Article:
The answer is that we do. We choose ourselves where we draw the line. And then, we pass these values to future generations.

Now, take a look at this world we live in. Do you like it? Because I don’t. And I know that I don’t just want to sit there and watch the world going to shit.

We can redefine our values. We can change the way people think and act. But we must do it together.

Values can be contagious; if you practice them, many others will, too.

Here are some crucial things I feel our society needs more of:

  • Empathy — Empathy is defined as “understanding and sharing the feelings of another.” Young people need to understand that the people around them matter, that their feelings matter. They should think twice before acting in a way that could hurt another person.
  • Accountability — We all make mistakes, especially during our youth. What sucks, is that a young person rarely has the courage to accept their fault. Owning their mistakes and trying to make up for them, is something that all young people should learn.
  • Respect — Respect is everything. Respect for your family, respect for the elderly, respect for each and every person around you, no matter their gender, race, or sexuality. Having respect for everyone, despite the differences between us, is vital in order for a society to function well.
  • Loyalty — No more cheating. No more betrayal. Staying loyal to our partners, our friends, our values. If all young people shared loyalty, the world would be so much more beautiful.
  • Justice — Discrimination. Abuse of power. Sexism, Racism, Homophobia. Young people need to fight against all these things, towards a better, fair society.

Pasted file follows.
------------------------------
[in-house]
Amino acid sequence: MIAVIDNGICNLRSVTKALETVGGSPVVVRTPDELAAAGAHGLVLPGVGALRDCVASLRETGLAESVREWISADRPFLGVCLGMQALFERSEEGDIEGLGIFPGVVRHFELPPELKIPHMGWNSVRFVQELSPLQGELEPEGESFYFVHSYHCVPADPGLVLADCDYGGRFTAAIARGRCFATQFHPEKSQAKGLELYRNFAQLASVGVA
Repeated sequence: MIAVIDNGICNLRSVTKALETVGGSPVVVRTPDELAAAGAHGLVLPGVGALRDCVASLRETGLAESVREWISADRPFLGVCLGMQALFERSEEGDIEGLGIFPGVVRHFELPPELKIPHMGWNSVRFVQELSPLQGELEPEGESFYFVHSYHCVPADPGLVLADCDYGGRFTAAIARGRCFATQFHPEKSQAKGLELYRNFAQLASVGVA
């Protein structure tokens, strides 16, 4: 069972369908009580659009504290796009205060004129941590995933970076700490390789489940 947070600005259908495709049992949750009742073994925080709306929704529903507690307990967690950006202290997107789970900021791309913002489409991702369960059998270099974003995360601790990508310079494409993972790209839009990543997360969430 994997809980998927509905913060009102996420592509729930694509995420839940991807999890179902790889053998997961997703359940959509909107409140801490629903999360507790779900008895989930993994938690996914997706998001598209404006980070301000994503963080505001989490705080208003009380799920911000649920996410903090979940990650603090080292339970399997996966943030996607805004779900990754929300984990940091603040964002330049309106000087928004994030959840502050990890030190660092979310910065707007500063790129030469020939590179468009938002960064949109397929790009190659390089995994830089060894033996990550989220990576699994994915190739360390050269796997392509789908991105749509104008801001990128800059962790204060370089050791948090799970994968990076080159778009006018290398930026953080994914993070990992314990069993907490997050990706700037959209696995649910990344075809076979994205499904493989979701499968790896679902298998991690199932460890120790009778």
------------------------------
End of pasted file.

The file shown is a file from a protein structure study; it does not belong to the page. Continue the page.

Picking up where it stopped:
What do you stand for?

Why you do what you do?

What are you leaving behind for future generations? Maybe it’s time you took a hard look at your values.

Maybe it’s time for a change.

humanity

About the Creator

Margaret Pan

Words have power.

I write about relationships, psychology, personal development, and books.

https://linktr.ee/margpan

Enjoyed the story?
Support the Creator.

Subscribe for free to receive all their stories in your feed. You could also pledge your support or give them a one-off tip, letting them know you appreciate their work.

Subscribe For Free

Reader insights

Be the first to share your insights about this piece.

How does it work?

Add your insights

Comments

There are no comments for this story

Be the first to respond and start the conversation.

    Margaret PanWritten by Margaret Pan

    Find us on social media

    Miscellaneous links

    • Explore
    • Contact
    • Privacy Policy
    • Terms of Use
    • Support

    © 2024 Creatd, Inc. All Rights Reserved.